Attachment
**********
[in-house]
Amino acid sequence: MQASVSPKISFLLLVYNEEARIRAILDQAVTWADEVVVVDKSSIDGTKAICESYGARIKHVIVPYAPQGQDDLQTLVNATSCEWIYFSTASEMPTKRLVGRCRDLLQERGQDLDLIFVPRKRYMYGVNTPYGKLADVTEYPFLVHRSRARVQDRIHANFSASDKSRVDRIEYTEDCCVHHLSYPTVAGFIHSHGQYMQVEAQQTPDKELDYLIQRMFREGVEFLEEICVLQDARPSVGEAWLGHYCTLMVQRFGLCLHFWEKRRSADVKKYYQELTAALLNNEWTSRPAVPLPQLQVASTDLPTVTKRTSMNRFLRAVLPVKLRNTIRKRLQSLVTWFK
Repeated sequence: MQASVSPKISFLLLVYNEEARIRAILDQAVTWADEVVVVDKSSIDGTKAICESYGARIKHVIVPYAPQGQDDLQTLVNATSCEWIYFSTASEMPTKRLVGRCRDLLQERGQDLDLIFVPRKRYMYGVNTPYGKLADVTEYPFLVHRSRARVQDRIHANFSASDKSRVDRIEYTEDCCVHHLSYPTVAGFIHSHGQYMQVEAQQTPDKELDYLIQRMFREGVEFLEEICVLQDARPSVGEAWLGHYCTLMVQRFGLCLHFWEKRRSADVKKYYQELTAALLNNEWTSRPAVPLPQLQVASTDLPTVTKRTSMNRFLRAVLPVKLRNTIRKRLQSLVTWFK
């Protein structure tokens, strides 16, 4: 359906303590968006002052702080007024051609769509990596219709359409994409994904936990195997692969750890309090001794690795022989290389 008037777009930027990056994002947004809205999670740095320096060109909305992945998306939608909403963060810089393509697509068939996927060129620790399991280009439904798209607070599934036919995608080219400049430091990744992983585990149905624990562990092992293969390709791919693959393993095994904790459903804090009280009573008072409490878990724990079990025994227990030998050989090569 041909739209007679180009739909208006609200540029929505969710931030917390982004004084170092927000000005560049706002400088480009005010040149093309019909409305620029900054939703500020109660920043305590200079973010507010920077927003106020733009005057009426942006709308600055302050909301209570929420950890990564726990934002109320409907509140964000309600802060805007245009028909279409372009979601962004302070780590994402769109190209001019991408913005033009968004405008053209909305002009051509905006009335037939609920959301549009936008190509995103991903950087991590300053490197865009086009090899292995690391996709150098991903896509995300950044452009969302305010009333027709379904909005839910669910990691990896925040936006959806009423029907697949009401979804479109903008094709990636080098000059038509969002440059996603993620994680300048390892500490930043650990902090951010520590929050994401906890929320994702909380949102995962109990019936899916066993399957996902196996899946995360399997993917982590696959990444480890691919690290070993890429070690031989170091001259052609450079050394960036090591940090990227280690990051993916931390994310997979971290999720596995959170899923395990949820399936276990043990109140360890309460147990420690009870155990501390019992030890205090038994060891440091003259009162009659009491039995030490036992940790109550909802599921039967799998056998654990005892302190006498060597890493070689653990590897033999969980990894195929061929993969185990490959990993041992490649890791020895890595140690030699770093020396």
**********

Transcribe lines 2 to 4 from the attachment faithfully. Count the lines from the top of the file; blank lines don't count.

Amino acid sequence: MQASVSPKISFLLLVYNEEARIRAILDQAVTWADEVVVVDKSSIDGTKAICESYGARIKHVIVPYAPQGQDDLQTLVNATSCEWIYFSTASEMPTKRLVGRCRDLLQERGQDLDLIFVPRKRYMYGVNTPYGKLADVTEYPFLVHRSRARVQDRIHANFSASDKSRVDRIEYTEDCCVHHLSYPTVAGFIHSHGQYMQVEAQQTPDKELDYLIQRMFREGVEFLEEICVLQDARPSVGEAWLGHYCTLMVQRFGLCLHFWEKRRSADVKKYYQELTAALLNNEWTSRPAVPLPQLQVASTDLPTVTKRTSMNRFLRAVLPVKLRNTIRKRLQSLVTWFK
Repeated sequence: MQASVSPKISFLLLVYNEEARIRAILDQAVTWADEVVVVDKSSIDGTKAICESYGARIKHVIVPYAPQGQDDLQTLVNATSCEWIYFSTASEMPTKRLVGRCRDLLQERGQDLDLIFVPRKRYMYGVNTPYGKLADVTEYPFLVHRSRARVQDRIHANFSASDKSRVDRIEYTEDCCVHHLSYPTVAGFIHSHGQYMQVEAQQTPDKELDYLIQRMFREGVEFLEEICVLQDARPSVGEAWLGHYCTLMVQRFGLCLHFWEKRRSADVKKYYQELTAALLNNEWTSRPAVPLPQLQVASTDLPTVTKRTSMNRFLRAVLPVKLRNTIRKRLQSLVTWFK
């Protein structure tokens, strides 16, 4: 359906303590968006002052702080007024051609769509990596219709359409994409994904936990195997692969750890309090001794690795022989290389 008037777009930027990056994002947004809205999670740095320096060109909305992945998306939608909403963060810089393509697509068939996927060129620790399991280009439904798209607070599934036919995608080219400049430091990744992983585990149905624990562990092992293969390709791919693959393993095994904790459903804090009280009573008072409490878990724990079990025994227990030998050989090569 041909739209007679180009739909208006609200540029929505969710931030917390982004004084170092927000000005560049706002400088480009005010040149093309019909409305620029900054939703500020109660920043305590200079973010507010920077927003106020733009005057009426942006709308600055302050909301209570929420950890990564726990934002109320409907509140964000309600802060805007245009028909279409372009979601962004302070780590994402769109190209001019991408913005033009968004405008053209909305002009051509905006009335037939609920959301549009936008190509995103991903950087991590300053490197865009086009090899292995690391996709150098991903896509995300950044452009969302305010009333027709379904909005839910669910990691990896925040936006959806009423029907697949009401979804479109903008094709990636080098000059038509969002440059996603993620994680300048390892500490930043650990902090951010520590929050994401906890929320994702909380949102995962109990019936899916066993399957996902196996899946995360399997993917982590696959990444480890691919690290070993890429070690031989170091001259052609450079050394960036090591940090990227280690990051993916931390994310997979971290999720596995959170899923395990949820399936276990043990109140360890309460147990420690009870155990501390019992030890205090038994060891440091003259009162009659009491039995030490036992940790109550909802599921039967799998056998654990005892302190006498060597890493070689653990590897033999969980990894195929061929993969185990490959990993041992490649890791020895890595140690030699770093020396």